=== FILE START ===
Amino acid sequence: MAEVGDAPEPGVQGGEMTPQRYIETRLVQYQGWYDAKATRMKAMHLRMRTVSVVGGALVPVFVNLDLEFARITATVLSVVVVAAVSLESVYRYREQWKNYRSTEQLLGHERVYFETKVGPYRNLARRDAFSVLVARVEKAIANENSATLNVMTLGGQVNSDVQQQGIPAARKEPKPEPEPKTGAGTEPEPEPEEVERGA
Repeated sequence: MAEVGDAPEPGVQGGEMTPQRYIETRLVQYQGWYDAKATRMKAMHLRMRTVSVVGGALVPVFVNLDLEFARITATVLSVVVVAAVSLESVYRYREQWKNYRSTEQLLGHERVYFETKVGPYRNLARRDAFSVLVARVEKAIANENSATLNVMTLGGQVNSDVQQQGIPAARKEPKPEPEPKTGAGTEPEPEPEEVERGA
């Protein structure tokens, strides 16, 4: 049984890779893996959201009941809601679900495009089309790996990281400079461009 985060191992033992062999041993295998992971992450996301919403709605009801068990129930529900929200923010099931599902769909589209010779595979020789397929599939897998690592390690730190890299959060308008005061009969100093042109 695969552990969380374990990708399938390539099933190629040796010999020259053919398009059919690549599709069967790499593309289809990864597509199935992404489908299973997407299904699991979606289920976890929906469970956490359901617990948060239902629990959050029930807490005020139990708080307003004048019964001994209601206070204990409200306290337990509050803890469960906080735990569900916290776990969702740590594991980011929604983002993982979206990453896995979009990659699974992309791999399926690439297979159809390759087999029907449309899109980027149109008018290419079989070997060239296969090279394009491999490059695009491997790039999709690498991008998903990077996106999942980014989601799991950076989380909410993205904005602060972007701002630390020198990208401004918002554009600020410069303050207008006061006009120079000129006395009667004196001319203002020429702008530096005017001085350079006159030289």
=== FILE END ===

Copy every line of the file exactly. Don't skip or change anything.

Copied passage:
Amino acid sequence: MAEVGDAPEPGVQGGEMTPQRYIETRLVQYQGWYDAKATRMKAMHLRMRTVSVVGGALVPVFVNLDLEFARITATVLSVVVVAAVSLESVYRYREQWKNYRSTEQLLGHERVYFETKVGPYRNLARRDAFSVLVARVEKAIANENSATLNVMTLGGQVNSDVQQQGIPAARKEPKPEPEPKTGAGTEPEPEPEEVERGA
Repeated sequence: MAEVGDAPEPGVQGGEMTPQRYIETRLVQYQGWYDAKATRMKAMHLRMRTVSVVGGALVPVFVNLDLEFARITATVLSVVVVAAVSLESVYRYREQWKNYRSTEQLLGHERVYFETKVGPYRNLARRDAFSVLVARVEKAIANENSATLNVMTLGGQVNSDVQQQGIPAARKEPKPEPEPKTGAGTEPEPEPEEVERGA
């Protein structure tokens, strides 16, 4: 049984890779893996959201009941809601679900495009089309790996990281400079461009 985060191992033992062999041993295998992971992450996301919403709605009801068990129930529900929200923010099931599902769909589209010779595979020789397929599939897998690592390690730190890299959060308008005061009969100093042109 695969552990969380374990990708399938390539099933190629040796010999020259053919398009059919690549599709069967790499593309289809990864597509199935992404489908299973997407299904699991979606289920976890929906469970956490359901617990948060239902629990959050029930807490005020139990708080307003004048019964001994209601206070204990409200306290337990509050803890469960906080735990569900916290776990969702740590594991980011929604983002993982979206990453896995979009990659699974992309791999399926690439297979159809390759087999029907449309899109980027149109008018290419079989070997060239296969090279394009491999490059695009491997790039999709690498991008998903990077996106999942980014989601799991950076989380909410993205904005602060972007701002630390020198990208401004918002554009600020410069303050207008006061006009120079000129006395009667004196001319203002020429702008530096005017001085350079006159030289």